I love you, Mum (& hip-hop) – Guy Elston

I love you, Mum (& hip-hop)

As the tune started,
and ‘Fuck all you hoes’ rang out
in the English seafront apartment,
my mother turned to me on her 66th birthday
and remarked slowly, solemnly,
I haven’t listened to Biggie in a long time.

Not since I made mix CDs for the drive to school,
to my first teenage parties, or to the shop
for her to buy me beers with an air of muted pride.
She never liked the songs
I expected her to. Aphex Twin, then UB40; she confounded,

daughter of a miner
who made a living curating
portraits, framing them for an audience. I noticed early
that Mum had a spectrum of accents, registers;
Didcot is simply ghastly she’d declare, We live on the outer
brink of civilisation; but later that posh prat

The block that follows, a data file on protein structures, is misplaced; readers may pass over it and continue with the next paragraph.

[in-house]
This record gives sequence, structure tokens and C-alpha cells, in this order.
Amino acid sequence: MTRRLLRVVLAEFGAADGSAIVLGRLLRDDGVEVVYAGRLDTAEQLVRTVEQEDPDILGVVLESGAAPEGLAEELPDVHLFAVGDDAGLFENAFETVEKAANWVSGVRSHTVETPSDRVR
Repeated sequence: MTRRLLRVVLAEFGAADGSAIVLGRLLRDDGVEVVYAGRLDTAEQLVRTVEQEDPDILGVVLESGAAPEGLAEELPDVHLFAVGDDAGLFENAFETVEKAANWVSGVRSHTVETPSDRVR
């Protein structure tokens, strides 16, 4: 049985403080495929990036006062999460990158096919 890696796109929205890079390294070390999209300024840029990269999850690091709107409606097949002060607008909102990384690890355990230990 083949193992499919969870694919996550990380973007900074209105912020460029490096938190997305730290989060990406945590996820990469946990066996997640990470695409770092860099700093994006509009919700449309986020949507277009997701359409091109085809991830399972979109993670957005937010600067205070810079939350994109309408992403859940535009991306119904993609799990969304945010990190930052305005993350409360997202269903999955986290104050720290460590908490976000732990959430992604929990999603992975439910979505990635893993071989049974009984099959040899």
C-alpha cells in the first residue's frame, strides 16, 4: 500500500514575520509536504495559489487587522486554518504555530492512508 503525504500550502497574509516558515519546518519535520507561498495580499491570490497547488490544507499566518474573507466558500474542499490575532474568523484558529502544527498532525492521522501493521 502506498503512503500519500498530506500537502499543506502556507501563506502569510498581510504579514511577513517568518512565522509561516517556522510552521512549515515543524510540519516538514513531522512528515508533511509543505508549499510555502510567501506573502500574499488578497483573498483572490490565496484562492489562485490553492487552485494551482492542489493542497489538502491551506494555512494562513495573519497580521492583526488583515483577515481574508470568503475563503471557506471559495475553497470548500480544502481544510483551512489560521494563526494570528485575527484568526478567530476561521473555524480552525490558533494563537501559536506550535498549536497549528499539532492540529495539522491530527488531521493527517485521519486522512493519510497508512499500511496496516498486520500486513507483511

doesn’t know his arse from his elbow.
After school my task was to feed the pigeons; doves,
she called them. An entire society of them
lived on the garage (guhraj?), settled
by the promise of a twice daily feed.
I stepped like an astronaut bearing birdseed

into a vortex of uncertain feathers,
cursing her, loving her. We only know our parents
by accident, then by sustenance.
I thought there would be other songs,
that there must have been other ones; but
I can’t remember any. ‘Juicy’ is ours now, absurdly.


Guy Elston lives on the Wirral and is completing an MA. His poetry has recently been included by Indigo Dreams Publishing, Burning House Press, Anthropocene and others.

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